Pasco and Hernando counties also got into the act. Pasco County commissioners approved dredge-and-fill operations at Gulf Harbors in August 1970. The Lindrick Corp., developer of the community, wanted to dredge an additional 1,400 acres of land south of Green Key Road and north of Flor-a-Mar and Gulf Harbor Villas in 1972. Dredging reshaped the Hudson shoreline with the creation of subdivisions such as Hudson Beach Estates, Leisure Beach, Pleasure Isles, and Signal Cove. Ironically, when developers that wanted to dredge additional lands along Signal Cove met with the Pasco County Planning Commission in 1983, some of the loudest protests came from residents of these dredged areas, who complained that new construction would harm the water quality, hurt the wildlife, and, of course, obstruct their views of the natural environment. West of Weeki Wachee Springs State Park and Shoal Line Road, canals and finger islands reshaped Hernando Beach.
Some of the most dramatic transformations occurred along the Pinellas side of Tampa Bay and within the confines of Boca Ciega Bay. The Shore Acres area, largely dormant after the end of the land boom, sprouted new islands in the postwar years, places known as much for their flooding after severe rainstorms as the nice dockside views from their backyards. Once an uninhabited peninsula known as Goat Island, the Mackle family transformed the land later named Lewis Island into Coquina Key, and gained permission to extend its presence significantly into Big Bayou during the 1950s.
Between the late 1940s and 1960s, finger islands expanded the footprints of Clearwater Beach, Belleair Beach, the Redingtons, Madeira Beach, Treasure Island, and St. Pete Beach. Dredges later connected Cabbage Key, Pine Key, and other smaller sandbars to create Tierra Verde, an island that exists largely due to the technology of dredges and the presence of seawalls. In April 1957, commissioners in Pinellas County approved the controversial Ratner Fill that later became Isla del Sol. By the time dredging ended on this site in 1961, mounds of muck filled the lagoons along lower Boca Ciega Bay to the point that many turtle grasses disappeared and aquaculture suffered.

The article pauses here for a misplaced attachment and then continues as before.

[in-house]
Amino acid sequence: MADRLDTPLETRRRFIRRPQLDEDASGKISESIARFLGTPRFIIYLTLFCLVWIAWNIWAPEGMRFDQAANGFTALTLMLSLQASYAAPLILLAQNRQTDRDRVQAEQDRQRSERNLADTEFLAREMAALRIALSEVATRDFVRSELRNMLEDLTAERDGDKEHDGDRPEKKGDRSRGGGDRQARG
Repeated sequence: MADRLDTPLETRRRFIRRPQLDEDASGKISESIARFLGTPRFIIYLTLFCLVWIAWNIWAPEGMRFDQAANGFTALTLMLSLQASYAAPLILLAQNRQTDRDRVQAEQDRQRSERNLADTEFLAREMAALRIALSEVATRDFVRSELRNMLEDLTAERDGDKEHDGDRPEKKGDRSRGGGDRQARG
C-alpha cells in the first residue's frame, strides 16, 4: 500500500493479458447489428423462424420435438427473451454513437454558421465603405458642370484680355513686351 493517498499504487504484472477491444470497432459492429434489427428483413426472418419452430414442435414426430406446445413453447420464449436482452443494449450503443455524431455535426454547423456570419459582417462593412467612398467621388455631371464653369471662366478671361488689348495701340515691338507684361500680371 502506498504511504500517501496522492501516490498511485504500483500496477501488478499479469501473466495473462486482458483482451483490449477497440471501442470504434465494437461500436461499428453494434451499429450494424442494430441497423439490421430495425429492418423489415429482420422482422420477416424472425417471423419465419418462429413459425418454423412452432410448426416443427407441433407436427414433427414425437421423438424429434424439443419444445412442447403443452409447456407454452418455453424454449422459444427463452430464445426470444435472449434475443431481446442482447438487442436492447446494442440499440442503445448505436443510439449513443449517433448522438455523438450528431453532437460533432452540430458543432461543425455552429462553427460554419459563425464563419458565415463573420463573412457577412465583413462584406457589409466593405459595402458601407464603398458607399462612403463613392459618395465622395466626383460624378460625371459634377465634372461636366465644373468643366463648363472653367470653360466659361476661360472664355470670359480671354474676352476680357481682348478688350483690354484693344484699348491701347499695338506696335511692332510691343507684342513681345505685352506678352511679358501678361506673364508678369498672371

Laws and court cases slowed the incessant dredging in our region by the 1970s. Passage of the 1968 National Estuary Protection Act offered greater protection for sensitive estuaries. A federal court case based on a local developer also brought an end to massive dredging projects in our bays. Alfred G. Zabel wanted to expand his trailer park into Boca Ciega Bay by twelve acres. After Army Corps of Engineers Colonel R. A. Tabb denied Zabel’s permit, Zabel sued in the spring of 1967. Ultimately, the government prevailed in the Zabel v. Tabb ruling of the United States Fifth Circuit Court of Appeals, when the court ruled in July 1970 that it could take under consideration the cumulative effect of dredging on the waterway. This Pinellas-based decision by the court in New Orleans had national consequences for future dredge-and-fill projects.
For much of the last century, developers sought to create residential developments that gave our bays and gulf “the finger.” During the last forty years, efforts have shifted to focus on maintaining shipping and navigational channels to support the regional economy and preserving our dynamic beachfronts and shorelines. Partnerships led by the Tampa Bay Estuary Program have improved water quality to such an incredible extent that as many acres of seagrasses are growing in Tampa Bay today as did during the 1950s – minus, of course, those that were growing on a bay bottom that now hosts housing developments.
James Anthony Schnur is librarian at the Special Collections and University Archives at the Nelson Poynter Memorial Library at the University of South Florida St. Petersburg and Pinellas County Historian in Residence at Heritage Village.